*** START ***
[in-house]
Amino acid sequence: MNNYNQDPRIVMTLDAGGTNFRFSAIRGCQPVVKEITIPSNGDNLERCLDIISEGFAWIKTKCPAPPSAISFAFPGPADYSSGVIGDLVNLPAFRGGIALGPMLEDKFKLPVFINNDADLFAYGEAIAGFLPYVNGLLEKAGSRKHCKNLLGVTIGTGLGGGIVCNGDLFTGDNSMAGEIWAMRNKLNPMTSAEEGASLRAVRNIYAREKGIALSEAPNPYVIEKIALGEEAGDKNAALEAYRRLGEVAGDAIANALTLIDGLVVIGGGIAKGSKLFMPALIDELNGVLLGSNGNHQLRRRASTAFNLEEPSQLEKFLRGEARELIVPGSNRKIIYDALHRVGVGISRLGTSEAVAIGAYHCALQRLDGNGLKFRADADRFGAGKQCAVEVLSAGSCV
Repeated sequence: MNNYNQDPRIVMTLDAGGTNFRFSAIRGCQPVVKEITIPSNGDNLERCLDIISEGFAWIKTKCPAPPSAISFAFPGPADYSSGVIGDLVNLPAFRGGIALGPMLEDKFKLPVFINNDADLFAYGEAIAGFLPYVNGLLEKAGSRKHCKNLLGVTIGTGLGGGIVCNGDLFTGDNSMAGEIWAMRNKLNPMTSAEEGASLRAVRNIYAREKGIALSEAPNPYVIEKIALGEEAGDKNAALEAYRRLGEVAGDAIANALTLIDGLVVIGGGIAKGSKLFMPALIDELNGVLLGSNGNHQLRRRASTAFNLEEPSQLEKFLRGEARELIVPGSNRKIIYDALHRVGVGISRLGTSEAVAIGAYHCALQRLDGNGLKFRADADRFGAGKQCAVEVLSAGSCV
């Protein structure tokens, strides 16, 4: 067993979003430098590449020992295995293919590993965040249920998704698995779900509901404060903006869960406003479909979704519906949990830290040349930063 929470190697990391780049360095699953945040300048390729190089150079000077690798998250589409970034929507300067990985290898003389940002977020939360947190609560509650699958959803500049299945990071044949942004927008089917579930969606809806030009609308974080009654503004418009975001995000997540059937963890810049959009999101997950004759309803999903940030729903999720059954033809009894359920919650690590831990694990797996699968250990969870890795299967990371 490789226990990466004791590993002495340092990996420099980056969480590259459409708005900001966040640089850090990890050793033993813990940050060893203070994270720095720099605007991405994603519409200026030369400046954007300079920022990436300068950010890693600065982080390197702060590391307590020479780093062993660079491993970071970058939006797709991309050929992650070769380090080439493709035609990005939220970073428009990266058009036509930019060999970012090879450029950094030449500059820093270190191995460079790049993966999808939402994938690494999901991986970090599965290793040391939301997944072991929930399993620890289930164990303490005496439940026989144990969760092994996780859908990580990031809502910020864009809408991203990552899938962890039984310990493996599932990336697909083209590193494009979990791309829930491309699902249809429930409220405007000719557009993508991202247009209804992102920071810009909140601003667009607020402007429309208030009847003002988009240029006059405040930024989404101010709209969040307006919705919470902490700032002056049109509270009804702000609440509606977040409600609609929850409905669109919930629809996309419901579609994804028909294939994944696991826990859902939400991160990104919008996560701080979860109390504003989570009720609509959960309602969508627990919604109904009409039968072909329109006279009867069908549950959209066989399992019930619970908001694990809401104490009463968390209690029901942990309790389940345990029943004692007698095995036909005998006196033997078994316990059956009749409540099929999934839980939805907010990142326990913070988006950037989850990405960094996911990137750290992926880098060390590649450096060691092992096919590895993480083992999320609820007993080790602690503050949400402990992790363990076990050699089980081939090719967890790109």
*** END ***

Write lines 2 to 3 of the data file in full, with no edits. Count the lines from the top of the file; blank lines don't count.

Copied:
Amino acid sequence: MNNYNQDPRIVMTLDAGGTNFRFSAIRGCQPVVKEITIPSNGDNLERCLDIISEGFAWIKTKCPAPPSAISFAFPGPADYSSGVIGDLVNLPAFRGGIALGPMLEDKFKLPVFINNDADLFAYGEAIAGFLPYVNGLLEKAGSRKHCKNLLGVTIGTGLGGGIVCNGDLFTGDNSMAGEIWAMRNKLNPMTSAEEGASLRAVRNIYAREKGIALSEAPNPYVIEKIALGEEAGDKNAALEAYRRLGEVAGDAIANALTLIDGLVVIGGGIAKGSKLFMPALIDELNGVLLGSNGNHQLRRRASTAFNLEEPSQLEKFLRGEARELIVPGSNRKIIYDALHRVGVGISRLGTSEAVAIGAYHCALQRLDGNGLKFRADADRFGAGKQCAVEVLSAGSCV
Repeated sequence: MNNYNQDPRIVMTLDAGGTNFRFSAIRGCQPVVKEITIPSNGDNLERCLDIISEGFAWIKTKCPAPPSAISFAFPGPADYSSGVIGDLVNLPAFRGGIALGPMLEDKFKLPVFINNDADLFAYGEAIAGFLPYVNGLLEKAGSRKHCKNLLGVTIGTGLGGGIVCNGDLFTGDNSMAGEIWAMRNKLNPMTSAEEGASLRAVRNIYAREKGIALSEAPNPYVIEKIALGEEAGDKNAALEAYRRLGEVAGDAIANALTLIDGLVVIGGGIAKGSKLFMPALIDELNGVLLGSNGNHQLRRRASTAFNLEEPSQLEKFLRGEARELIVPGSNRKIIYDALHRVGVGISRLGTSEAVAIGAYHCALQRLDGNGLKFRADADRFGAGKQCAVEVLSAGSCV